Price of Brent crude oil was heading for around 5% weekly gain on Friday as investors worry that the tensions between the U.S. and Iran increase the risk for secure supply of oil from the Middle East to the global market.
The international benchmark was trading at $65.12 per barrel at 1208 GMT for a 4.9% weekly increase after it started the week at $62.07 a barrel. The benchmark climbed Friday to as high as $65.75 a barrel -- its highest level since May 31.
American benchmark West Texas Intermediate (WTI) was trading at $57.33 a barrel at the same time, heading to post a 9.2% weekly gain, after opening Monday at $52.50 per barrel. WTI climbed to as much as $57.97 a barrel on Friday, to mark its highest level since May 30.
Brent gained almost 2% and WTI rose 3.8% on Tuesday after Sino-American trade woes abated with U.S. President Donald Trump said he will hold a meeting with his Chinese counterpart Xi Jinping next week at the G-20 summit in Japan.
Trump's statement calmed investors that global oil demand would not be too low this year if U.S. and China would agree on a trade deal.
However, the global economic growth outlook continues to worry investors that an economic slowdown in major economies could be around the corner, especially with major central banks signaling interest rate cuts, preparing for a slower growth rate next year.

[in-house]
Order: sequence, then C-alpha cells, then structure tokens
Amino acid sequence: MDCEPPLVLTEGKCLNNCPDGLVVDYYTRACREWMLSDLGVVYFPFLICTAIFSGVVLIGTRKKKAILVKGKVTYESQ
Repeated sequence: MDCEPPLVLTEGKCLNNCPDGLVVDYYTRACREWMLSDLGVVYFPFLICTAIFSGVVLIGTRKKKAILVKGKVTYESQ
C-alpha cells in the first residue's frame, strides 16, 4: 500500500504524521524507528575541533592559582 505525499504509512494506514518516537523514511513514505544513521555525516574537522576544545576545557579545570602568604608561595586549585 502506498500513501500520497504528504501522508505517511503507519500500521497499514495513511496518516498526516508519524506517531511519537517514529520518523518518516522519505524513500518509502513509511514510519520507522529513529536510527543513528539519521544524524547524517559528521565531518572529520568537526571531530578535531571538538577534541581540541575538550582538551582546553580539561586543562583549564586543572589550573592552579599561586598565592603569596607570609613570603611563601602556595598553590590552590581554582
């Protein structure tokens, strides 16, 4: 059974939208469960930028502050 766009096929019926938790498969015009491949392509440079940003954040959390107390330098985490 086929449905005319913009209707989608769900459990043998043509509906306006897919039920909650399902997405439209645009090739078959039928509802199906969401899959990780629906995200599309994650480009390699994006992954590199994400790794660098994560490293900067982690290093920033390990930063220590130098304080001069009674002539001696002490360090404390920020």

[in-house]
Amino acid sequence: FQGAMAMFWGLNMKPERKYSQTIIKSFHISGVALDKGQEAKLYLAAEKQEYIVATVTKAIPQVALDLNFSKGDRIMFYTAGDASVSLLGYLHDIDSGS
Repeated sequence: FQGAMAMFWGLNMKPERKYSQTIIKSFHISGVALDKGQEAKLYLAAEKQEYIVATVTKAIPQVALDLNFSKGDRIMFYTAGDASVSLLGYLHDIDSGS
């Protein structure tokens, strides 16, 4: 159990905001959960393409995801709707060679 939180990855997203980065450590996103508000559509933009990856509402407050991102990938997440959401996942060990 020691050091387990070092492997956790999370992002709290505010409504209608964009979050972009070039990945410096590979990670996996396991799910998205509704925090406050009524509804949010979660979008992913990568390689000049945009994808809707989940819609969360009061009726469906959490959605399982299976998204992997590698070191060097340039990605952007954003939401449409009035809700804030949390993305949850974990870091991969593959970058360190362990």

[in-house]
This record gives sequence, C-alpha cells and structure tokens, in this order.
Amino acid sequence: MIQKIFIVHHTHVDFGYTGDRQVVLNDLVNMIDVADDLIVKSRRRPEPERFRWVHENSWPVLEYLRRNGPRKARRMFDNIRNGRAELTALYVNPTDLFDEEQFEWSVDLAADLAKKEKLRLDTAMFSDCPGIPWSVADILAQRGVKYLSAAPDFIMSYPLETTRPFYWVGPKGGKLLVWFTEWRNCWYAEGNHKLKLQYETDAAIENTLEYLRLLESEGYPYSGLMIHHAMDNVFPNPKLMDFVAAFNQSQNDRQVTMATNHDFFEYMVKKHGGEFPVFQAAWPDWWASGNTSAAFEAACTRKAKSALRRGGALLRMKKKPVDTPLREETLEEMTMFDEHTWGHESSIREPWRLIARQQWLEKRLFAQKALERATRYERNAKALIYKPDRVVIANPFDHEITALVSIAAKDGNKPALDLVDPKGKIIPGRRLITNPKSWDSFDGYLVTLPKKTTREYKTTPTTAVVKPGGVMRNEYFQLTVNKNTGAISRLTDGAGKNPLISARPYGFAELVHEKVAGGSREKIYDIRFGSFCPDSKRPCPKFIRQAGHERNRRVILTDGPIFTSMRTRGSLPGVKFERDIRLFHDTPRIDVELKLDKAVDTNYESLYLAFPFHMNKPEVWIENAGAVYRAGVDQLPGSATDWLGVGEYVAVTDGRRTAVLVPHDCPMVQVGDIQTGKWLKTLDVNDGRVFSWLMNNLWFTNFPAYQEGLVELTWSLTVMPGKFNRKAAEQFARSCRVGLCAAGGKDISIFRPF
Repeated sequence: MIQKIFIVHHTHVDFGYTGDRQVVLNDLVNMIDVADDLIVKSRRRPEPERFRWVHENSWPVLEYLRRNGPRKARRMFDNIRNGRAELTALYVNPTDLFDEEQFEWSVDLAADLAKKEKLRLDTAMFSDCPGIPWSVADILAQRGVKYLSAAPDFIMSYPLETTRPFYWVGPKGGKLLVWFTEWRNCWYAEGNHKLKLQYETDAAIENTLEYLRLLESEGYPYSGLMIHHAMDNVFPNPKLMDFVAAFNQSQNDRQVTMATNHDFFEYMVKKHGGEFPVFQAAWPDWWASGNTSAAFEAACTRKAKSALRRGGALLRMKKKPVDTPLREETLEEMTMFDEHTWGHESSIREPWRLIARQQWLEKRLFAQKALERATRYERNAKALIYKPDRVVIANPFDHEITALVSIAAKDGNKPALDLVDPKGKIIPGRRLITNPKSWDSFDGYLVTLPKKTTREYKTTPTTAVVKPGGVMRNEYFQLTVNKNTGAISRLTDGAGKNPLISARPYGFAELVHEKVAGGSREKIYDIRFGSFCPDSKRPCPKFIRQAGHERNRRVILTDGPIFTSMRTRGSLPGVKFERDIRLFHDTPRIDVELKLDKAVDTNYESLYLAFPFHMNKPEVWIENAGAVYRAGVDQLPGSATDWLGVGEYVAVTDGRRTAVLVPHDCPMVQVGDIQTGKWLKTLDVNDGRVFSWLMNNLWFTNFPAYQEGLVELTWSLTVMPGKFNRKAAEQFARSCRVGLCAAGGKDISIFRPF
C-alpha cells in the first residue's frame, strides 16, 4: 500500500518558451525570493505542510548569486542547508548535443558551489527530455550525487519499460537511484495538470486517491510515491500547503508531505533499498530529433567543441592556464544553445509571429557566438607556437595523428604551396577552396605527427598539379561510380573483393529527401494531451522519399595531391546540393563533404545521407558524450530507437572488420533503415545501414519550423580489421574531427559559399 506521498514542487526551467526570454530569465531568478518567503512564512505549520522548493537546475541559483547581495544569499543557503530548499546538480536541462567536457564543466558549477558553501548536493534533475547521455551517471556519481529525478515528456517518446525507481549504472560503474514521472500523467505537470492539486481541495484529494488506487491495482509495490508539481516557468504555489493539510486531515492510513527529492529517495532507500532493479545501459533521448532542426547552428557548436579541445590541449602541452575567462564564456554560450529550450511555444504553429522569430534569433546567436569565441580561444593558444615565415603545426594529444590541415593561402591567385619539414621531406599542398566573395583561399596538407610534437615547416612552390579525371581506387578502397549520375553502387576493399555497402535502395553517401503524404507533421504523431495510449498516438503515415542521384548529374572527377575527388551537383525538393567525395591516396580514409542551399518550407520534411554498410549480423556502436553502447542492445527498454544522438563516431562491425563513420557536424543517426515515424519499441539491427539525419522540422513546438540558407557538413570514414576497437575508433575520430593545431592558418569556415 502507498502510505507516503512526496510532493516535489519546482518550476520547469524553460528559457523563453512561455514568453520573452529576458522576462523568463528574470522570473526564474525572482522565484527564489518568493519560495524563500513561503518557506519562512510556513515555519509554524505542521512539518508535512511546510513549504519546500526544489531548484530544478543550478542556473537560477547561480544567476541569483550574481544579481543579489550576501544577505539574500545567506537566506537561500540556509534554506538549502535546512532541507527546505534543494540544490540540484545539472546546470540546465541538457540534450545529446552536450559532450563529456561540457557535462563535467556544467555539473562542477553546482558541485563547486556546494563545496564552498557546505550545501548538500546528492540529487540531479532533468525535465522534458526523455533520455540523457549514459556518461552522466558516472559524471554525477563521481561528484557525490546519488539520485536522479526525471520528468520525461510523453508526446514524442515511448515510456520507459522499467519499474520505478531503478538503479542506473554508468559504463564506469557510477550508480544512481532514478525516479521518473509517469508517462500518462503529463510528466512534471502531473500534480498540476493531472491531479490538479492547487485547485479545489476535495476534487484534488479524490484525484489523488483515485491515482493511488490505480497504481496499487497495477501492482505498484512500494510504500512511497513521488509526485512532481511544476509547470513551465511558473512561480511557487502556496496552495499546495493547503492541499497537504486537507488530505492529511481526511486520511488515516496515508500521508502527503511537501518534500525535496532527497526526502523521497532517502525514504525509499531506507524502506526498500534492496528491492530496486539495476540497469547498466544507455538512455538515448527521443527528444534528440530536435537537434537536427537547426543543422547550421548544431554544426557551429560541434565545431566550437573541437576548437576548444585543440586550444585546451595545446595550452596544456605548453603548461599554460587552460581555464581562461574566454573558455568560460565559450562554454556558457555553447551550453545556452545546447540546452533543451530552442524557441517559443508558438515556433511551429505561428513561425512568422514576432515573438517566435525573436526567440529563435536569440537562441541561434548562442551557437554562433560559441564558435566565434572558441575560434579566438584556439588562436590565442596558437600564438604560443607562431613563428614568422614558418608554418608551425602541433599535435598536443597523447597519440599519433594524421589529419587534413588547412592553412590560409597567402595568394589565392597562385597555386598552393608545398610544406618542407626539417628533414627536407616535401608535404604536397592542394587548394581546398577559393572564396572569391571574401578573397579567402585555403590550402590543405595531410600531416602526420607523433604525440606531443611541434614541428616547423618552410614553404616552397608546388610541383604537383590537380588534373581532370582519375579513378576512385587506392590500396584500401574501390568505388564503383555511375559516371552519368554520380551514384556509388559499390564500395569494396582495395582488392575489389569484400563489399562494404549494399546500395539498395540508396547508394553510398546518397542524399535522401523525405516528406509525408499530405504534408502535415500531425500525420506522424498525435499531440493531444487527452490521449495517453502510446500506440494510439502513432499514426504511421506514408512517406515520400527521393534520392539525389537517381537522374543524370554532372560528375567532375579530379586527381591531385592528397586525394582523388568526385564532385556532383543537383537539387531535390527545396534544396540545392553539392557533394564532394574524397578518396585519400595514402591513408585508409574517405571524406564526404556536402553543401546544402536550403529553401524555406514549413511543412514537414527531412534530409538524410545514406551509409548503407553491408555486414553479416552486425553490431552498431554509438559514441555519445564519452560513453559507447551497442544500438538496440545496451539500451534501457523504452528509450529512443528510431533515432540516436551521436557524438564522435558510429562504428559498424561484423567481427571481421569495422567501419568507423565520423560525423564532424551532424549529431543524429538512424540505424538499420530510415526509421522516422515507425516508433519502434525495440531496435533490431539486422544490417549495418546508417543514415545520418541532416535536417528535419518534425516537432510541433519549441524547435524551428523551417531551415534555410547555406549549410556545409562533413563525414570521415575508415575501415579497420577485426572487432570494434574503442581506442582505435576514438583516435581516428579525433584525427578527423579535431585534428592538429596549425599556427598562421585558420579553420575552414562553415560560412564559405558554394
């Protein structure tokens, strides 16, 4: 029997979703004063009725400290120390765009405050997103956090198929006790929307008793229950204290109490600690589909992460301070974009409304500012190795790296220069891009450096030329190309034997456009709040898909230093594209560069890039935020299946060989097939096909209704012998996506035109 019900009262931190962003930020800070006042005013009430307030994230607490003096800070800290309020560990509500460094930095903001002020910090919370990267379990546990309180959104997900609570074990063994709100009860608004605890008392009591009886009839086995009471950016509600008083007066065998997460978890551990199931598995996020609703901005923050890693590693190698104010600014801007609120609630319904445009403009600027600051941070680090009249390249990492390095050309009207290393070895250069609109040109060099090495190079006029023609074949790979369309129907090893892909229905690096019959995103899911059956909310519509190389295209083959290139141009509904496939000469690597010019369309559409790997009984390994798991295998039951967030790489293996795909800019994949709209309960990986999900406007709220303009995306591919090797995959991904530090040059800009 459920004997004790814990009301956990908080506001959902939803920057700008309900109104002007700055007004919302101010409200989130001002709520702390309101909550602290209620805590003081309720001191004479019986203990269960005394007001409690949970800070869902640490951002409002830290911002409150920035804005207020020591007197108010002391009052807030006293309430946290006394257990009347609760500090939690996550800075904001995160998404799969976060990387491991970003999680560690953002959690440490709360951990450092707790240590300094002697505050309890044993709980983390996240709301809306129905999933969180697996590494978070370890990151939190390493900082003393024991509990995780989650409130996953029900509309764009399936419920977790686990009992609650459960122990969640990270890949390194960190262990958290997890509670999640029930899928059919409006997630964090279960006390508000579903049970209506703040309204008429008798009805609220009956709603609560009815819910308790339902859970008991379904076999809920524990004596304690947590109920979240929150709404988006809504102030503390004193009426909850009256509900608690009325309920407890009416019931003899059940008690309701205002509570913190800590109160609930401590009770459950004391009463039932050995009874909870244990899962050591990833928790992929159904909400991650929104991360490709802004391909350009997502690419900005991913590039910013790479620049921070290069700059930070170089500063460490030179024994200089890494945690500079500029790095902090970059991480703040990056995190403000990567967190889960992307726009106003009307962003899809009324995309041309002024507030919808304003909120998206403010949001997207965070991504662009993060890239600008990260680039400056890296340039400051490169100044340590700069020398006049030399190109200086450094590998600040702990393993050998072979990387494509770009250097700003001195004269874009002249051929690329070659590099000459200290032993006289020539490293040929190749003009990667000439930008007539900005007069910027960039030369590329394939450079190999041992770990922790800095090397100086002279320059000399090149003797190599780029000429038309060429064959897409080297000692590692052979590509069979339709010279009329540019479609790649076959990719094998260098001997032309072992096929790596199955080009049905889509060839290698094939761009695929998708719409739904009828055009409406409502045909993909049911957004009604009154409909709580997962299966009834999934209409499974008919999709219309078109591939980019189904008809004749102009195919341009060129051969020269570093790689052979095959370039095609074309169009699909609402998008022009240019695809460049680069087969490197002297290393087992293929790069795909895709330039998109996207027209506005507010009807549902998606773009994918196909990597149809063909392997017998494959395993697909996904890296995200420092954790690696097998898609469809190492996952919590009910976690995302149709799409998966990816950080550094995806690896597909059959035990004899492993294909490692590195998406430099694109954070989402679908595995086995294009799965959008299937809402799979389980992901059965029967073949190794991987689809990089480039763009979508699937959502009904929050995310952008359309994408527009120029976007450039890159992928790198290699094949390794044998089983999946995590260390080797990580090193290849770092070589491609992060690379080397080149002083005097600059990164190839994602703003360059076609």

U.S.-based rating agency Fitch Ratings said Monday it now expects global economic growth to decrease from 3.2% in 2018 to 2.8% in 2019, and to 2.7% in 2020.
Bank of America Merrill Lynch lowered its oil price estimate for the second half of 2019, and it now forecasts Brent to average $63 a barrel, down from the previous estimate of $68 per barrel.
Both European Central Bank and U.S. Federal Reserve signaled this week that they could lower their interest rates if economic indicators would suggest a slowdown.
On the supply side, it was rising tension between the U.S. and Iran that created an upward pressure on oil prices.
Crude prices posted their biggest percentage gain on Thursday with Brent jumping 4.6% and WTI soaring 6.8%, after Iran shutdown an American reconnaissance drone and Trump responded by saying "Iran made a very big mistake!" on Twitter.
Strait of Hormuz, the world's largest oil transit chokepoint, saw a daily average oil flow of 21 million barrels per day (bpd) in 2018, according to the U.S.' Energy Information Administration (EIA).
That amount was also equivalent of approximately 21% of petroleum liquids consumption in the world last year, according to the EIA.
By Ovunc Kutlu